Posts tagged book
Posts tagged book
I’m apprehensive about touring Relish. I don’t know what I plan to do for the presentation, and I’m not crazy about public speaking (actually, just the thought makes me ill). The book is very pretty, though. I want to do something nice for people who come to events. I have to figure out my little song and dance. For today, I got out my original Relish page portfolios and made a little tower. It’s nice to see the foundations that helped build the book. (This photo also features my new eraser, which I love. Good art supplies & me: a lifelong romance)
Relish is out April 2nd, 2013. So I have 4 months to get my act together and stop wanting to barf every time I think about my dumb self in front of a powerpoint. I teach and present and am on panels all the time! I don’t know why this seems so much harder.
I AM SO EXCITED FOR THIS BOOK!
This is still, somehow, one of the books that has had a long lasting impact on my ability and desire to learn.
I’ve had the luck of recently reading some really good books that also have some unfortunate titles. Although one ‘shouldn’t judge a book from it’s cover’ it should be similarly said that you shouldn’t judge a book by it’s title. It is hard to recommend books where one feels that the title does not summarily reflect what is contained within.
Comfort Food for Breakups by Marusya Bociurkiw, a Polish-Canadian writer, takes it’s title from a singular short story, but the title doesn’t reflect what is really so much more than that. The book is a collection of food memories divided into different categories. A memoir centered around food experiences. She explores her (and our) relationships with food and memory, selecting singular and continuing moments in her life where food has played a major role - as comforter, uniting force, peacemaker, enemy, and friend. I recently read another collection of essays by different authors about their most significant food memories, but Bociurkiw really has a wonderful self awareness about her relationships with food and the intensive daily role that it plays in our lives.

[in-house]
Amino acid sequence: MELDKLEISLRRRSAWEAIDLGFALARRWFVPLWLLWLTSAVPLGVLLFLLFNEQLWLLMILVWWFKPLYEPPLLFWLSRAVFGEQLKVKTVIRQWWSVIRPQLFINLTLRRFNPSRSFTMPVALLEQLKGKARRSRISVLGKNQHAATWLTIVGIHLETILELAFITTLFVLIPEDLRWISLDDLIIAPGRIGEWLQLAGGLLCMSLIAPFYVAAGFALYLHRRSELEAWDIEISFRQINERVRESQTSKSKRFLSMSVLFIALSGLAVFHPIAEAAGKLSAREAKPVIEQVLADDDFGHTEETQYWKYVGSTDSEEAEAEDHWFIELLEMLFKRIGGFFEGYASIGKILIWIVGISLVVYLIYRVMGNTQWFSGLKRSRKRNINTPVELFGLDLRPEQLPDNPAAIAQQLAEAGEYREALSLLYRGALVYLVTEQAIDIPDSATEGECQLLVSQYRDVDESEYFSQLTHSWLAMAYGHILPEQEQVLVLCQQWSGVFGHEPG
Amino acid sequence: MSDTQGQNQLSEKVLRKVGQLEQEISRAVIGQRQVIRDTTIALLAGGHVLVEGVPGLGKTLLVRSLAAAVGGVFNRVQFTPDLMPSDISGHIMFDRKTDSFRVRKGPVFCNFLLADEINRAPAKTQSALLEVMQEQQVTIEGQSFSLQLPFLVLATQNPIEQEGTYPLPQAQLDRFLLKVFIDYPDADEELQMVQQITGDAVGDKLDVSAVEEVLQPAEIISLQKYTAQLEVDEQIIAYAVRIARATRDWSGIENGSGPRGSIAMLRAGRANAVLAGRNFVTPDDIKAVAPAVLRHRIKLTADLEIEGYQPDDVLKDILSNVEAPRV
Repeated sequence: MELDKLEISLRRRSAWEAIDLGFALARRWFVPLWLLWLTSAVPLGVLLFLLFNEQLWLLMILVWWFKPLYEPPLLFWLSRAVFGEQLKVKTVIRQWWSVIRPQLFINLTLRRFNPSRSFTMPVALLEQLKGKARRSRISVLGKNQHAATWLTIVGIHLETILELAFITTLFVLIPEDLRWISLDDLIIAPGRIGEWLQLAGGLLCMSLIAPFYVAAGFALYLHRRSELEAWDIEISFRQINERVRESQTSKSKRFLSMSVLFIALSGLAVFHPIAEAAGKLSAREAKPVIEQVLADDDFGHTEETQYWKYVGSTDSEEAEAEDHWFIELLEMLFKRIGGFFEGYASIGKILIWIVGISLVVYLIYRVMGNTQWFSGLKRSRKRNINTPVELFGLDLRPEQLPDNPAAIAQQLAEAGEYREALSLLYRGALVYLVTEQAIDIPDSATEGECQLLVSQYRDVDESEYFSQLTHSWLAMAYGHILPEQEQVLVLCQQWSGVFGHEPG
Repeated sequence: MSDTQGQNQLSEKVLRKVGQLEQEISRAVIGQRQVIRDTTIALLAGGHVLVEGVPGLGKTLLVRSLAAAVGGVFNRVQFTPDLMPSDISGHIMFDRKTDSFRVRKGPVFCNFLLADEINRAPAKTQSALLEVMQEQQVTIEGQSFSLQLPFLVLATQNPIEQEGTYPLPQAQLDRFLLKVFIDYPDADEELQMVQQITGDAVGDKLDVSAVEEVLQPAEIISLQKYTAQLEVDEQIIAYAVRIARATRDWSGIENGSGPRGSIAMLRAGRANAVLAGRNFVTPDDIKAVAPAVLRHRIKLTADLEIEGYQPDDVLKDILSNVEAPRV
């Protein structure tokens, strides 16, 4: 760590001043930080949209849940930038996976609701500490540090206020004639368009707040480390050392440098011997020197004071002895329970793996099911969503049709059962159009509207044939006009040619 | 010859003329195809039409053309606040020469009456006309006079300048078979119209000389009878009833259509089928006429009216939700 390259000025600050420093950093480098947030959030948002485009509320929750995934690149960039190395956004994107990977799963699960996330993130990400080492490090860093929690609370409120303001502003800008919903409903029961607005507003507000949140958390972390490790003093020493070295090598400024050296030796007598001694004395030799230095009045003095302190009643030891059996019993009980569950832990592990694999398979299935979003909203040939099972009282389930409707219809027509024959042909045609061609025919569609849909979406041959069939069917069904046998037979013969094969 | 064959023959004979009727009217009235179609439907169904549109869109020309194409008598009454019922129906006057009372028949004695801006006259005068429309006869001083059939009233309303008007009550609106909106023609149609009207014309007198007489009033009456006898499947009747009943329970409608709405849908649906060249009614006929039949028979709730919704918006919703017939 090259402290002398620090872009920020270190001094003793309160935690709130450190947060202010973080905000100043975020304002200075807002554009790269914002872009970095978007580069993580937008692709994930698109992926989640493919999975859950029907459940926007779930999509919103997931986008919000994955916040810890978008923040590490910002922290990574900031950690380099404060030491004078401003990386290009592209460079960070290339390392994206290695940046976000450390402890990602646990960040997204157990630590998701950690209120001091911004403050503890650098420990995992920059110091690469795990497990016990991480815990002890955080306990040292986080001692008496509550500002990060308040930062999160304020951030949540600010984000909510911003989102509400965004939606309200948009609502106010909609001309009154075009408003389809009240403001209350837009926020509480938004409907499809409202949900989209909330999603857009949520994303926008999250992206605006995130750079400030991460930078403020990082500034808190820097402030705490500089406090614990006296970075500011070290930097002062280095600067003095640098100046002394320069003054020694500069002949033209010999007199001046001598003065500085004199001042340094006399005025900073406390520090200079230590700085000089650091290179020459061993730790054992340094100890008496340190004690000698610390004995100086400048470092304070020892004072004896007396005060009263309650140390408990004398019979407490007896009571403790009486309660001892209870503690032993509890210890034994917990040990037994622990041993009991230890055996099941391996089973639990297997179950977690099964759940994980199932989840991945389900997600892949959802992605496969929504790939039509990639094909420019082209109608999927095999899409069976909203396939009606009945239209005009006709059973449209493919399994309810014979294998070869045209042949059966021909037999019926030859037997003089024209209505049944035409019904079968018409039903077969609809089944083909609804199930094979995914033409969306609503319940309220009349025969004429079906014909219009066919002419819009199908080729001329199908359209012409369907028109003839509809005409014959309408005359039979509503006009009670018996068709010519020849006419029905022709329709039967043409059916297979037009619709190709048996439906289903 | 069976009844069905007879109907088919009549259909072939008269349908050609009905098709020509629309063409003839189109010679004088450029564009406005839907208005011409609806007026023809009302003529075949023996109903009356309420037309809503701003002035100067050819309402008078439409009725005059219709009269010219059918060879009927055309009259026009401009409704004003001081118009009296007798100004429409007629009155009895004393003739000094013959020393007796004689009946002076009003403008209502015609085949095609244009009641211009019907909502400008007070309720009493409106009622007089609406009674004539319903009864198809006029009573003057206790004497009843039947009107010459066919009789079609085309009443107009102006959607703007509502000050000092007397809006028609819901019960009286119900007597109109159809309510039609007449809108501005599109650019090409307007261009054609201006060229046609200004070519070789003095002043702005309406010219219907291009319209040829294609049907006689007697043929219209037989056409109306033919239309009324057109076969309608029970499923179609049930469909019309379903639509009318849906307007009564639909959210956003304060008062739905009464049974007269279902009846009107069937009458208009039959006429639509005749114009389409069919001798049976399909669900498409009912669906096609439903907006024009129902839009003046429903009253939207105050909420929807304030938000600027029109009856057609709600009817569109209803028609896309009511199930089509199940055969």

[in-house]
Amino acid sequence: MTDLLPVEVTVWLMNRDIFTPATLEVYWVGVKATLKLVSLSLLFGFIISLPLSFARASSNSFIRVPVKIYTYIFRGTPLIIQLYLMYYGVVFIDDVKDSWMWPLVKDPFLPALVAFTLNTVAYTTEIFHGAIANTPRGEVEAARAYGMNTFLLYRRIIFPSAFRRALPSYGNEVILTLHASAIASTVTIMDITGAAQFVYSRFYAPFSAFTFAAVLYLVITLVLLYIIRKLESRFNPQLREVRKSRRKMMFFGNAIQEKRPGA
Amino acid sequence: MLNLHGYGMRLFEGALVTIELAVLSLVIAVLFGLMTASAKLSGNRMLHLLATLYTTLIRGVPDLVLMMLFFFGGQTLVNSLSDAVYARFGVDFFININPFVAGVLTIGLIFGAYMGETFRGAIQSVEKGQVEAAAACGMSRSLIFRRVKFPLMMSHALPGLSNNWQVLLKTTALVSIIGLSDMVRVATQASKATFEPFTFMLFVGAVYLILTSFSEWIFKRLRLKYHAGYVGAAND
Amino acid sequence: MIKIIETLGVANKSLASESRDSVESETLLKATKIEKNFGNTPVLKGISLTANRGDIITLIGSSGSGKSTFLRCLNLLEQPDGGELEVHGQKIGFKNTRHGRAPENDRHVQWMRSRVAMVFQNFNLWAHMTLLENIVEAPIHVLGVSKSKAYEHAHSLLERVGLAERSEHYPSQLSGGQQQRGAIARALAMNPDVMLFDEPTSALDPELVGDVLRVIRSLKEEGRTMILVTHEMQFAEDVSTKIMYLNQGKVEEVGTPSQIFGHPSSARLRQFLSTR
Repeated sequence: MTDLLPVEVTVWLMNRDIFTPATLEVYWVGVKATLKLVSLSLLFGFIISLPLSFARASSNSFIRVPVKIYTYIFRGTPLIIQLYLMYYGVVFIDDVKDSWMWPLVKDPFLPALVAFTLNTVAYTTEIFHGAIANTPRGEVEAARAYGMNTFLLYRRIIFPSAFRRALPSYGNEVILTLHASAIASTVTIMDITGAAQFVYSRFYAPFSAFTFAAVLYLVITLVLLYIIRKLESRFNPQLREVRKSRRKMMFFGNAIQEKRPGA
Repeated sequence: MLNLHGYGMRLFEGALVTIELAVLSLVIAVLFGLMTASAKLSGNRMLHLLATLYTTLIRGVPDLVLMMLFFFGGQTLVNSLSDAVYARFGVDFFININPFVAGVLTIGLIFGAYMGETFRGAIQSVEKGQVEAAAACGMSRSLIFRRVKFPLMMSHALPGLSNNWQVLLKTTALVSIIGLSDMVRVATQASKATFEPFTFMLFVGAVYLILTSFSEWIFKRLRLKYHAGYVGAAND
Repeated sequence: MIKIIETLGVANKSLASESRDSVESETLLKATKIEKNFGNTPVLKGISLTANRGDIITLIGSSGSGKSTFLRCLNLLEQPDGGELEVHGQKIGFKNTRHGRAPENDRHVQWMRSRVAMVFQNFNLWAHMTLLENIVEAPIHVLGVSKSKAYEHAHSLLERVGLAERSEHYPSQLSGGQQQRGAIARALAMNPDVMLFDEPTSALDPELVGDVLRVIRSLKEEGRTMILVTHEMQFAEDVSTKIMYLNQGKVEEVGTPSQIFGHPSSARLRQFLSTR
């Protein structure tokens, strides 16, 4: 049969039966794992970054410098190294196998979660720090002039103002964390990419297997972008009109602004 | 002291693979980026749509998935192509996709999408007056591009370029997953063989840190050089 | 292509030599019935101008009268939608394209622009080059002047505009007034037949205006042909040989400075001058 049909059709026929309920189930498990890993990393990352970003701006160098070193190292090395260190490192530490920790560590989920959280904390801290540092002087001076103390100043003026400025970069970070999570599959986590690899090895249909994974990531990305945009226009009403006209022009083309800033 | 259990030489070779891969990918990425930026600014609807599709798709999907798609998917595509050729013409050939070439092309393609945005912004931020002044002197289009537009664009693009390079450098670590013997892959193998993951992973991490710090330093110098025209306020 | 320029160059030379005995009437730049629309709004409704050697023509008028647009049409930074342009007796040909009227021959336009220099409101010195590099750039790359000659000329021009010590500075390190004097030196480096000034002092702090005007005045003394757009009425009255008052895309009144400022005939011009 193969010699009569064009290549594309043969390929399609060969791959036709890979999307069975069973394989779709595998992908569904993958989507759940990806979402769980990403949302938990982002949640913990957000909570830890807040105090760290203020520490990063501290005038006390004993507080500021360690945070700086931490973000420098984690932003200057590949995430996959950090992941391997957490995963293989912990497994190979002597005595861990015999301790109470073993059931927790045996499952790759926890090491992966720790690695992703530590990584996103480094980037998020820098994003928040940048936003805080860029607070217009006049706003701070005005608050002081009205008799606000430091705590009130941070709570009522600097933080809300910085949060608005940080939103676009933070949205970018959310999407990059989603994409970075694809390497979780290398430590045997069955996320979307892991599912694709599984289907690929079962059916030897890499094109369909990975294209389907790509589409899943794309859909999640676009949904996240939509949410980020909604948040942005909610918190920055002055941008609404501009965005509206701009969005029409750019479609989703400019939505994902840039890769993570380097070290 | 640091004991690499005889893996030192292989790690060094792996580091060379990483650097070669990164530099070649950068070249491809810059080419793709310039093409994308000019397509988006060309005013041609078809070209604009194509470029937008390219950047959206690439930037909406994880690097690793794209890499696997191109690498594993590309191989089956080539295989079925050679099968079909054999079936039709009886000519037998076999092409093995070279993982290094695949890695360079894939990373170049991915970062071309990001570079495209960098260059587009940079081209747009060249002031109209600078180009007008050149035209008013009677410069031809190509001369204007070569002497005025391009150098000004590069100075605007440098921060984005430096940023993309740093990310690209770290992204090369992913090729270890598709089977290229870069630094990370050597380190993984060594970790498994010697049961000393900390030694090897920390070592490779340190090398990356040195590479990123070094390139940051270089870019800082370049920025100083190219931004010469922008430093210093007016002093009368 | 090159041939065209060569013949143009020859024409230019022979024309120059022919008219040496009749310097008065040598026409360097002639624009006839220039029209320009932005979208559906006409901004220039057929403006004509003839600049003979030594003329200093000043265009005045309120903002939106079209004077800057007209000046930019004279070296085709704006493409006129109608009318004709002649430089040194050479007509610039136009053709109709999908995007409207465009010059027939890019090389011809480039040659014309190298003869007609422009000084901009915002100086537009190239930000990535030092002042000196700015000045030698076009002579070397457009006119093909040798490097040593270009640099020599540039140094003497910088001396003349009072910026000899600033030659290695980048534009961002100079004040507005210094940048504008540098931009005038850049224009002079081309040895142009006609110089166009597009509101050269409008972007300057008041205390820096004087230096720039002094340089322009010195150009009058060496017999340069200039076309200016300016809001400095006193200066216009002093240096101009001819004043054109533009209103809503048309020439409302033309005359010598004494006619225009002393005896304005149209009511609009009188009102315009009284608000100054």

If you’ve seen Ratatouille, one of the continuing visual motifs in the movie is of food as an experience - as sound and image, rather than purely taste. When the ridiculously picky and mean food critic takes a bite of the ratatouille, he is transported back to his childhood home, and more importantly, his relationship with his mother. That, to me, is what Comfort Food for Breakups is really all about. Well-rounded, well-written, a fully experienced and above all - comforting.
Added bonus: the book includes some of the recipes too (!!!)
Poor little Ike.
The Kissing Hand is one of my favourite kids books that I discovered long after it was acceptable for me to like kids books. It’s about a raccoon named Chester and how he doesn’t want to be away from his mother all day at school. It makes me quite irrationally happy, much like Henry in Love. If anyone can figure out what kind of a job I can get that involves children’s books that isn’t writing them or working in a bookstore, I would be eternally grateful.
Maybe you could…test them?
Having nieces and nephews is so good for secretly buying childrens books for myself.